EU criticises Colombia on rights.
The EU has indirectly rebuked the Colombian Government over radical anti-terror laws, asking it to respect the rule of law in its grinding civil war.
But Chris Patten, EU commissioner currently on a South America tour, said he was supportive of the fight against terror "in principle".
He also criticised the US-backed drive to eradicate coca production, Plan Colombia, saying it was ineffective.
Human rights groups have welcomed Mr Patten's comments.
"The best way to fight terrorism and the best way of achieving long-term stability is always to operate within the rule of law," Mr Patten told a news conference in the capital Bogota.
But he acknowledged that few European countries had had to fight problems as "substantial" as those faced by the Colombian authorities.
The army now has the right to make arrests without warrants.
The government is trying to quash a decades-long insurgency by leftist guerrillas, violently opposed by right-wing paramilitaries. Colombia's congress approved emergency powers for the military, including the right to make arrests without warrants, tap phones and collect evidence in war zones.
Critics say these powers are often abused, and that the new laws are used as cover to commit human rights abuses.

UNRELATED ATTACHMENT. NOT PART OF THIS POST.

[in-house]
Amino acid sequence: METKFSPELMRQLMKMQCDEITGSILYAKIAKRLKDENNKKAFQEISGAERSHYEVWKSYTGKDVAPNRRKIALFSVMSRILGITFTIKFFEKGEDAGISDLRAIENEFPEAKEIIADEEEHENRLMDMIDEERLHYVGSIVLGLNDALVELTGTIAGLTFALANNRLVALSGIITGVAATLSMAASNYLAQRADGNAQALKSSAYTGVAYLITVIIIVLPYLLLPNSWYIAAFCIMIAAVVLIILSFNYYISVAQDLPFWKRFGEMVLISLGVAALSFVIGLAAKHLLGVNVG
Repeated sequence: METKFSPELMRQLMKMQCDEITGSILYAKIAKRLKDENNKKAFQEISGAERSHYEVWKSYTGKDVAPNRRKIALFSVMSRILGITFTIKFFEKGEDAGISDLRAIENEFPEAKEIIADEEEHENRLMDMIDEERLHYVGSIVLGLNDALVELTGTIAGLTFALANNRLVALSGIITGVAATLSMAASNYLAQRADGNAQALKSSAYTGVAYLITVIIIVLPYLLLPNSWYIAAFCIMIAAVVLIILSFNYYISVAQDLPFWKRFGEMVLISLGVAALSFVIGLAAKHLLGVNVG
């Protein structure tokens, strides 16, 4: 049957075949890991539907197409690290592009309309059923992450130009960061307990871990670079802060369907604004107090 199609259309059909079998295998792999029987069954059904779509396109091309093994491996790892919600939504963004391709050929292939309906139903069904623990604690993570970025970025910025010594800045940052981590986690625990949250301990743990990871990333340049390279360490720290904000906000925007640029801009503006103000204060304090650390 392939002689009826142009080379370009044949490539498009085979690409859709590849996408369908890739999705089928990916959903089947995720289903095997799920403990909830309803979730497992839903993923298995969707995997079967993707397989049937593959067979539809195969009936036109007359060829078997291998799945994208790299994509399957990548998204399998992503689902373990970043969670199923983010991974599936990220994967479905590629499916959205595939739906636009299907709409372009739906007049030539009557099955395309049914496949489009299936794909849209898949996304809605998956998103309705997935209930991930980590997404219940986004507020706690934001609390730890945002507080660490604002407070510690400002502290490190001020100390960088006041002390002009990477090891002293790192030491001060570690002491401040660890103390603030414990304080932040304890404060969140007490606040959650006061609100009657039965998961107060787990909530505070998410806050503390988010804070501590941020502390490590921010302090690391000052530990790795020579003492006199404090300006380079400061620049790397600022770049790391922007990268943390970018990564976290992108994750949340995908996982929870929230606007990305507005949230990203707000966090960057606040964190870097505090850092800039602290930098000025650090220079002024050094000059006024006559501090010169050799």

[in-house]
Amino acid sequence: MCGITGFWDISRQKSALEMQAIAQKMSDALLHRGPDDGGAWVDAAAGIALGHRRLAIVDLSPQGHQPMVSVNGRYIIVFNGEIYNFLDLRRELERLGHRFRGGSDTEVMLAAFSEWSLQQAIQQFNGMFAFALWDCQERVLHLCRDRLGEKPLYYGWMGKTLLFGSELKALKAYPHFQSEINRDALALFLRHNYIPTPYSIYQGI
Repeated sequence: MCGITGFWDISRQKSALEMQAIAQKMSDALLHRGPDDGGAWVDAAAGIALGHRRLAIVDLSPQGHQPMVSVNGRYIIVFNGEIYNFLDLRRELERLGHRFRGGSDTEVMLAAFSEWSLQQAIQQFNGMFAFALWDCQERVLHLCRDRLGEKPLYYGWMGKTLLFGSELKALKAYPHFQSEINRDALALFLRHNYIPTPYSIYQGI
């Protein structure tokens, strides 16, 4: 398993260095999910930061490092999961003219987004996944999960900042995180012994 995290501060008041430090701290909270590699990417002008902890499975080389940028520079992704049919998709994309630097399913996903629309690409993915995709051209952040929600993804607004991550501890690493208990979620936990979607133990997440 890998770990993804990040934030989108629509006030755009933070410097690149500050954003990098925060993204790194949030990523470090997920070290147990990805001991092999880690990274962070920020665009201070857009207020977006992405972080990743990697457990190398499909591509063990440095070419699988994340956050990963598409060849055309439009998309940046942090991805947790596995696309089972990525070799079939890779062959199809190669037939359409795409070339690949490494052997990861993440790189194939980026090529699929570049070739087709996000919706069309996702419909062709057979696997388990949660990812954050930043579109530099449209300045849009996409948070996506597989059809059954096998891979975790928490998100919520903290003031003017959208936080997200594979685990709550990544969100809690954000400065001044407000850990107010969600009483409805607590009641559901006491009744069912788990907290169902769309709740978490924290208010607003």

Mr Patten was more directly critical of Plan Colombia - a drug eradication plan backed by military hardware and $3bn from the United States since its launch in 2000.
He said aerial spraying of the coca plant - the raw ingredient of cocaine - with herbicides was "not effective".
The spraying, he said, "affects other crops, and harms health and the environment".
The EU has refused to join Plan Colombia, choosing instead to promote social programmes. During his visit Mr Patten has announced $54m in aid.
Andy Higgenbottom, of the UK-based group Colombia Solidarity, said he applauded Mr Patten's comments.
Coca leaves - evolved to withstand the harsh Andean climate - were often more resistant to spraying than other crops, he told BBC News Online.
By destroying food crops, he said, the spraying programme often ended up displacing peasant farmers.
"If the US was seriously interested in stopping the cocaine supply," said Mr Higgenbottom, "they would attack the cocaine supply chain at higher levels - such as the laboratories where the plant is refined".
[Source: BBC, UK, 22Jan04]
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